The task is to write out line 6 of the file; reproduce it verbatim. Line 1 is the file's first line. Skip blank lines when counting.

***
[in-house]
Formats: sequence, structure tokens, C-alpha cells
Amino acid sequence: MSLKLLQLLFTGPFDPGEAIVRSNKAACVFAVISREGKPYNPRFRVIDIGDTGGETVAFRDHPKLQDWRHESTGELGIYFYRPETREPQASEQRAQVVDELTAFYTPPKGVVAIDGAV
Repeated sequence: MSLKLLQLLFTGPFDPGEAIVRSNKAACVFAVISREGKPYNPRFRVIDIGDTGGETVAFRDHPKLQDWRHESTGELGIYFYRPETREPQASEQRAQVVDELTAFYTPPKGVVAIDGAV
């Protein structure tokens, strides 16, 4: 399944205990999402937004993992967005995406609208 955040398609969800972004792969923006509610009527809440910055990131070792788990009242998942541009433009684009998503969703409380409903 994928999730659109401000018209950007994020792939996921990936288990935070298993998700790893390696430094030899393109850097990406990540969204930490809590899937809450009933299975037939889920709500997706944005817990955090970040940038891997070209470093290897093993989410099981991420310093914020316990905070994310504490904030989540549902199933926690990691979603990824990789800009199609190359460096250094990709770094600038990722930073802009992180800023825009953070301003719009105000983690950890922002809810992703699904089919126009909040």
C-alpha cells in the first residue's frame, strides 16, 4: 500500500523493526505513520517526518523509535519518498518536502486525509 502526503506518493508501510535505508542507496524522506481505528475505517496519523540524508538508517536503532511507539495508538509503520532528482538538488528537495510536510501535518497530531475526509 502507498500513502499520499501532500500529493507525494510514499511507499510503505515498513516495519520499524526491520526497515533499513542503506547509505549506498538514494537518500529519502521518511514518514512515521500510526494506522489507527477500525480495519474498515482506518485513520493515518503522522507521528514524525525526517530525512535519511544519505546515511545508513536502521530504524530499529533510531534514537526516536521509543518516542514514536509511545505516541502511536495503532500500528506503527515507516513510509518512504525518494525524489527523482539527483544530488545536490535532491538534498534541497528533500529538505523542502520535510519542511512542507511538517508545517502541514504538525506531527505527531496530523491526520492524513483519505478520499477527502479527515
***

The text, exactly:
C-alpha cells in the first residue's frame, strides 16, 4: 500500500523493526505513520517526518523509535519518498518536502486525509 502526503506518493508501510535505508542507496524522506481505528475505517496519523540524508538508517536503532511507539495508538509503520532528482538538488528537495510536510501535518497530531475526509 502507498500513502499520499501532500500529493507525494510514499511507499510503505515498513516495519520499524526491520526497515533499513542503506547509505549506498538514494537518500529519502521518511514518514512515521500510526494506522489507527477500525480495519474498515482506518485513520493515518503522522507521528514524525525526517530525512535519511544519505546515511545508513536502521530504524530499529533510531534514537526516536521509543518516542514514536509511545505516541502511536495503532500500528506503527515507516513510509518512504525518494525524489527523482539527483544530488545536490535532491538534498534541497528533500529538505523542502520535510519542511512542507511538517508545517502541514504538525506531527505527531496530523491526520492524513483519505478520499477527502479527515